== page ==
Dar al-Shorouk recently republished Ahdaf Soueif’s book “Fe Mowagahat al-Madafei: Re’la Felestinia” (“In the Face of Canons: A Palestinian Trip”). The book is a collection of articles by the renowned Egyptian novelist, in which she addresses issues such as the 2000 Palestinian intifada, women in the Arab world, and her own trip to Palestine.
Following the 2000 intifada, Soueif was asked by the British newspaper The Guardian to cover the revolutionary events in Palestine. But the writer was suffering from a condition many Egyptians experienced during the revolution, a confusion brought on by deeply contradictory television coverage of the events. Soueif describes the huge gap between the Arab and foreign TV channels — similar to the discrepancy witnessed between state-owned and independent news channels since 25 January.
Soueif was driven by a yearning to “do something” — to leave the comfort of her house and go where people were changing history and sacrificing their lives for their freedom (certainly a familiar sentiment to most Egyptians these days). The collection of articles includes one on Egypt’s position on Palestine, particularly under the reign of former President Hosni Mubarak. “We don’t want food and medical aid; we want them to play politics,” says an old Palestinian woman to Soueif.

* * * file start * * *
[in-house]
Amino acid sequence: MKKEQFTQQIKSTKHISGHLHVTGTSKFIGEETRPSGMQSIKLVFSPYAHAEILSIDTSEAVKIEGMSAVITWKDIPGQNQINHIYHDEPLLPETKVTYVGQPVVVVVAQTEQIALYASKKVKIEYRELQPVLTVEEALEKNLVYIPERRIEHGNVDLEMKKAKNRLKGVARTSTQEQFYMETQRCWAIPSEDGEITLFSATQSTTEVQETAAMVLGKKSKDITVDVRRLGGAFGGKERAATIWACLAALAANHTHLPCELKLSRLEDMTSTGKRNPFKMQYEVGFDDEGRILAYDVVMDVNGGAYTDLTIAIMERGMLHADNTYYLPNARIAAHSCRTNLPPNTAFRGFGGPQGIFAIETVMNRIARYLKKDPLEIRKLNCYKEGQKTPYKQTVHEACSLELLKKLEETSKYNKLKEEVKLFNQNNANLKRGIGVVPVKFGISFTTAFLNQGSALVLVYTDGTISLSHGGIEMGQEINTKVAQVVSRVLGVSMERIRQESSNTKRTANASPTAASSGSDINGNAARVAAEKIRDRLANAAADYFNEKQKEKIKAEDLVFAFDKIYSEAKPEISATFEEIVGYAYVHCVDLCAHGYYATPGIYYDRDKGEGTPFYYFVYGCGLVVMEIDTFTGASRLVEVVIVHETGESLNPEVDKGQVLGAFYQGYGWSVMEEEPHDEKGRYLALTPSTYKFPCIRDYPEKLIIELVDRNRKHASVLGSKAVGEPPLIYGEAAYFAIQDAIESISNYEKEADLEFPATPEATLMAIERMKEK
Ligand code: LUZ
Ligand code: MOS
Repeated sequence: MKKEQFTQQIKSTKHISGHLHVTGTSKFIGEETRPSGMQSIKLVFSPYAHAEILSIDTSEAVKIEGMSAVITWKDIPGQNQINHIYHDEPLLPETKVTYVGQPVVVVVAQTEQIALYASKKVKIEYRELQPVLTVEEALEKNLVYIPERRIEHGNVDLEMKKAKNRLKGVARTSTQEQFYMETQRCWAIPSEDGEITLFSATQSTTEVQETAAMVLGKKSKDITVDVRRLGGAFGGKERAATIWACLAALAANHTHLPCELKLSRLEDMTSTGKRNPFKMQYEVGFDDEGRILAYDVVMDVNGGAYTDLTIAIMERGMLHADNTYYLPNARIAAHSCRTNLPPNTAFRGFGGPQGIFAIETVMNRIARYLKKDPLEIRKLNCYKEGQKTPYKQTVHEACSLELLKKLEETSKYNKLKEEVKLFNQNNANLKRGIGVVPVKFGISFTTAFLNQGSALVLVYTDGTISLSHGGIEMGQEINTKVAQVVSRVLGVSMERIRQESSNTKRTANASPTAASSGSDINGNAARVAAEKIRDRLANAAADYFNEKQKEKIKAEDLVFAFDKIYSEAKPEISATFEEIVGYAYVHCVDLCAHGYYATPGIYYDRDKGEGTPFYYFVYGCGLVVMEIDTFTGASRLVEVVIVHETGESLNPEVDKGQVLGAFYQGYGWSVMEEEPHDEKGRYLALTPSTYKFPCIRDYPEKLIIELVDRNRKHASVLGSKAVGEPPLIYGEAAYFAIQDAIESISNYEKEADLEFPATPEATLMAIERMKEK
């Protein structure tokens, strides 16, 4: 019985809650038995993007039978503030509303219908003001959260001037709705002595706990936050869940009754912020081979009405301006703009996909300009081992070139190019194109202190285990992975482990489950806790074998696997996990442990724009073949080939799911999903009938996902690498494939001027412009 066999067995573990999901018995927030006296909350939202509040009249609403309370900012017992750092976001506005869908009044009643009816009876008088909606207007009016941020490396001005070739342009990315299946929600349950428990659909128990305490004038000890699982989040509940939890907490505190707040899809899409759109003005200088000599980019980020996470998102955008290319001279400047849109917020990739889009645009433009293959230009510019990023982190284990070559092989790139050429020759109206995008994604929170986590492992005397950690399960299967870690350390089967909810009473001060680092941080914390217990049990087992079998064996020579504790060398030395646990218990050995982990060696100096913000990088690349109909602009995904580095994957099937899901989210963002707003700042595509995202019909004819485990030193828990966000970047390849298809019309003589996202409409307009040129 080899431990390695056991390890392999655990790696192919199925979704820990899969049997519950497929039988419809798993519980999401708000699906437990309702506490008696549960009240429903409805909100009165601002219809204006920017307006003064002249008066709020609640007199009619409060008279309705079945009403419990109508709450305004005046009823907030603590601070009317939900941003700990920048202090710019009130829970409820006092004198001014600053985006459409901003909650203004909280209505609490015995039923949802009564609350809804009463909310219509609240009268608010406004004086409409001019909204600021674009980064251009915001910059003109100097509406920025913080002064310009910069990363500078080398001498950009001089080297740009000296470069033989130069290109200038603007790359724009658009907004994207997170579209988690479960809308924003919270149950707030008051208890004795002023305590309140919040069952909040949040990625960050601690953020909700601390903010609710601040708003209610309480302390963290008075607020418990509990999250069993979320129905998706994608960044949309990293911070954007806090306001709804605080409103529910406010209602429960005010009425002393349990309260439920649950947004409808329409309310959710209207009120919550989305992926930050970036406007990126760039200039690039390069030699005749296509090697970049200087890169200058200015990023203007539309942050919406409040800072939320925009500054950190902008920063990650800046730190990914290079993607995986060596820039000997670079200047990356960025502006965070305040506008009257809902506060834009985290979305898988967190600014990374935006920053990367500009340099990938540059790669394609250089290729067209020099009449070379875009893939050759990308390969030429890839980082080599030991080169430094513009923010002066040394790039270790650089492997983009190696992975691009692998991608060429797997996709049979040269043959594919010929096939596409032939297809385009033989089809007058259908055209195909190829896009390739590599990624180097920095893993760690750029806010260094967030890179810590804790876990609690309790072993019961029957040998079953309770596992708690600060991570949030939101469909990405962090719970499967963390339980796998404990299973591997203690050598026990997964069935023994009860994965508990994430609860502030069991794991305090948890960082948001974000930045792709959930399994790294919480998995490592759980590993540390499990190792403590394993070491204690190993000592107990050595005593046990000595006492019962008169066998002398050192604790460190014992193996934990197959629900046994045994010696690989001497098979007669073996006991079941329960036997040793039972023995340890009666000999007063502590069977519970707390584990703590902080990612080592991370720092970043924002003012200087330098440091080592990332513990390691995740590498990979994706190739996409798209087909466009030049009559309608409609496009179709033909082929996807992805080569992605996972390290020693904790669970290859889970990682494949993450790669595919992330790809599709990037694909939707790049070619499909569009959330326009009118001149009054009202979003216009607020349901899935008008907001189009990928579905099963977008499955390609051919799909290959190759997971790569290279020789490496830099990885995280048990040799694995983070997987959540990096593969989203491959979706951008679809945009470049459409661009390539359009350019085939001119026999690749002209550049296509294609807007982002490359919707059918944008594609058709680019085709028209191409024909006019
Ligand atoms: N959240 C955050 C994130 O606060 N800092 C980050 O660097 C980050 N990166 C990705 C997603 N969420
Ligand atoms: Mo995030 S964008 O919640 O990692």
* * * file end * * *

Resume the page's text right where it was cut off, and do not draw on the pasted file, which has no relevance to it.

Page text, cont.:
The book documents the Egyptian crossing into a new, forbidden frontier. “If only Egypt and Jordan open the borders, we are like rats in a trap,” says a young Palestinian man. Soueif also meets with Israelis, some of whom support the Palestinian cause, like members of the organization Peace Now, and others who are convinced of their right to occupy Palestine, which they consider to be holy land.
In celebration of International Women's Day, Soueif writes about the hardships of Arab women — their struggle, challenges in the workplace, efforts to protect their children, and help men and unite with friends and family, while still keeping a sense of humor. In this article, Soueif writes about the obstacles one Egyptian woman faces when she tries to visit her husband, a political prisoner, due to the hated Emergency Law.
“If you are denied the visit, you simply go back the next day,” says the unfortunate wife. Soueif writes about women of all sorts; housewives, nurses, bloggers and martyrs make history, protect heritage and culture, and give life.
Soueif’s writing strikes a good balance. Her background as a novelist makes this non-fiction work poetic and smooth. On her visit to Palestine, Soueif was able to bring back the necessary scoop in the form of a diary with thorough descriptions, real feelings and on-the-ground work and research. This rich book becomes timeless in light of the latest changes in Egypt, Soueif’s home country .